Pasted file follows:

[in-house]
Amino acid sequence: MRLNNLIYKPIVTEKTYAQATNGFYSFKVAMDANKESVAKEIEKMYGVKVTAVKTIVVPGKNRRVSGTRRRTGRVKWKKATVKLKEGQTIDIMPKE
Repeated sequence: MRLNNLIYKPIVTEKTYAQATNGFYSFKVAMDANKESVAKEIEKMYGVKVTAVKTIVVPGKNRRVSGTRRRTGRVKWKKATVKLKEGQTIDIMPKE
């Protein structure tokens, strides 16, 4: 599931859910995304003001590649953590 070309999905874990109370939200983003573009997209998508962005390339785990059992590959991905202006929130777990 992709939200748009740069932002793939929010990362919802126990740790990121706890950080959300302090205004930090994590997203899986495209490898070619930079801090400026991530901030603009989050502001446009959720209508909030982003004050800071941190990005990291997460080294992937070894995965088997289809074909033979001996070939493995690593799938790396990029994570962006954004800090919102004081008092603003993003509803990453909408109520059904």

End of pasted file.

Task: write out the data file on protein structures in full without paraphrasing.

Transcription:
[in-house]
Amino acid sequence: MRLNNLIYKPIVTEKTYAQATNGFYSFKVAMDANKESVAKEIEKMYGVKVTAVKTIVVPGKNRRVSGTRRRTGRVKWKKATVKLKEGQTIDIMPKE
Repeated sequence: MRLNNLIYKPIVTEKTYAQATNGFYSFKVAMDANKESVAKEIEKMYGVKVTAVKTIVVPGKNRRVSGTRRRTGRVKWKKATVKLKEGQTIDIMPKE
């Protein structure tokens, strides 16, 4: 599931859910995304003001590649953590 070309999905874990109370939200983003573009997209998508962005390339785990059992590959991905202006929130777990 992709939200748009740069932002793939929010990362919802126990740790990121706890950080959300302090205004930090994590997203899986495209490898070619930079801090400026991530901030603009989050502001446009959720209508909030982003004050800071941190990005990291997460080294992937070894995965088997289809074909033979001996070939493995690593799938790396990029994570962006954004800090919102004081008092603003993003509803990453909408109520059904």